Credit quality continues to improve for leading U.S. card issuers

The leading U.S. credit card issuers continue to report strong improvements in their net charge-off rates.

  • Of the 11 issuers analyzed, eight had 3Q11 net charge-off rates below 5%.  Four had rates below 4%, with American Express leading the industry, at 2.6%
  • Over the past 12 months, eight issuers reduced rates by more than three percentage points (300 basis points)
  • Seven issuers reported rate declines of more than 100 bps between 2Q11 and 3Q11

Issuers also reported strong year-on-year improvements in 30+ day delinquency rates, although the quarterly trend indicates that these declines may be bottoming out. 

  • Five of the seven issuers analyzed had 30+ day delinquency rates below 3%
  • Six of the seven issuers reported triple-digit y/y declines in delinquency rates. The largest decline was reported by Bank of America (178 bps), which still has the highest delinquency rate among these seven issuers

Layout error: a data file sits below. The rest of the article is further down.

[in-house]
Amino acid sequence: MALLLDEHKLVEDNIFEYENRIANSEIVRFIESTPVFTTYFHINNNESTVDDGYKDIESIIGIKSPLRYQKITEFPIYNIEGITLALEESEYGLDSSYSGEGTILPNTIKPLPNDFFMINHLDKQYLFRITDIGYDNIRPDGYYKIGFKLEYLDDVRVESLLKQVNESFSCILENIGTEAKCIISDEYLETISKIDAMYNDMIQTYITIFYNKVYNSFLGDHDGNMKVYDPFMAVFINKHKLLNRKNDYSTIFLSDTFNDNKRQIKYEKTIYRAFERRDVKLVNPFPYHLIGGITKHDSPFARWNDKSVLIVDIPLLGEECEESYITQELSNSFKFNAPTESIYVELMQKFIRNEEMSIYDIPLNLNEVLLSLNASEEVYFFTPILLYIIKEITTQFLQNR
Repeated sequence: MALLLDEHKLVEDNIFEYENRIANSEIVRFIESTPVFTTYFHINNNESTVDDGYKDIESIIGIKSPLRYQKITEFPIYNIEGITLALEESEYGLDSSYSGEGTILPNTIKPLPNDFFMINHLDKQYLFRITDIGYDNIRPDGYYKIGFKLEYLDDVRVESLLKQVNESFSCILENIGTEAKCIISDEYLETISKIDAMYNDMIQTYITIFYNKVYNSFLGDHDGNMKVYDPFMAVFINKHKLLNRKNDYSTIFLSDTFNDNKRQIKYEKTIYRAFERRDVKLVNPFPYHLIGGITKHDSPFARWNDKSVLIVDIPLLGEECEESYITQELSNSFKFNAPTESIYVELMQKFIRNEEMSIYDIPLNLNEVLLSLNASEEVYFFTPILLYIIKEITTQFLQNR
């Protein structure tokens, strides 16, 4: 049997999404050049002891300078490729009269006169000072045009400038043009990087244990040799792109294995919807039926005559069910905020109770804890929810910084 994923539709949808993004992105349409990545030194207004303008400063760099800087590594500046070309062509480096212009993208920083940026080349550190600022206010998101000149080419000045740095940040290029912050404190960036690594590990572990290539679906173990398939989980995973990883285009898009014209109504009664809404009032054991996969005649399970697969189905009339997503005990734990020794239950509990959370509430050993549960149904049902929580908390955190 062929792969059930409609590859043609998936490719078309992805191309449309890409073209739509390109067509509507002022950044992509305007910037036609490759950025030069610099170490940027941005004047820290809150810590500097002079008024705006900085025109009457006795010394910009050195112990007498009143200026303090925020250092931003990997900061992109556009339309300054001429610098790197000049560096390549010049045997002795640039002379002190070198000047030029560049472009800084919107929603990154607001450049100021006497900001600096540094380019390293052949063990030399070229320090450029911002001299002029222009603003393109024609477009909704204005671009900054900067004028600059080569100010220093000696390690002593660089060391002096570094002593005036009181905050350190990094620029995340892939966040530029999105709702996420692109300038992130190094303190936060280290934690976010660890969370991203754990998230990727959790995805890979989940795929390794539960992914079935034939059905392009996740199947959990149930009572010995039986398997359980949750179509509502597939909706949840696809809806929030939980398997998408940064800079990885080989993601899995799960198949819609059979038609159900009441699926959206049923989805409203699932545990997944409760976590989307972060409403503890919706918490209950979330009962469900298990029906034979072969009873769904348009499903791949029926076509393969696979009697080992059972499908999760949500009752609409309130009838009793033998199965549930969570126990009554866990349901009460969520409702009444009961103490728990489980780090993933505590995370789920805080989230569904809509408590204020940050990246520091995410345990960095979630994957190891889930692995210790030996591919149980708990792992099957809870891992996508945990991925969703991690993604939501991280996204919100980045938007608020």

• Between 2Q11 and 3Q11, delinquency rates for two issuers (American Express U.S. Card and U.S. Bank) were unchanged.  Capital One’s 30+ day delinquency rate rose 32 bps in the most recent quarter

The strong declines in charge-off and delinquency rates have enabled issuers to significantly reduce their provisions for credit losses, which have boosted profitability.  However, with delinquency rate declines leveling off, it is expected that reductions in charge-off rates and loss provisions will also abate in the coming quarter.

Therefore, issuers will increasingly look towards revenue growth drivers to maintain and grow profitability.  On the one hand, they will seek to continue to encourage cardholders to increase spending on their cards, which drives up noninterest income.  In addition, with charge-off rates now at relatively low levels, and with revenue growth remaining anemic, credit card issuers may be more inclined in the coming quarters to seek to build card outstandings and drive net interest income, perhaps through a combination of easing underwriting standards, offering strong introductory offers on balance transfers, and even reducing APRs.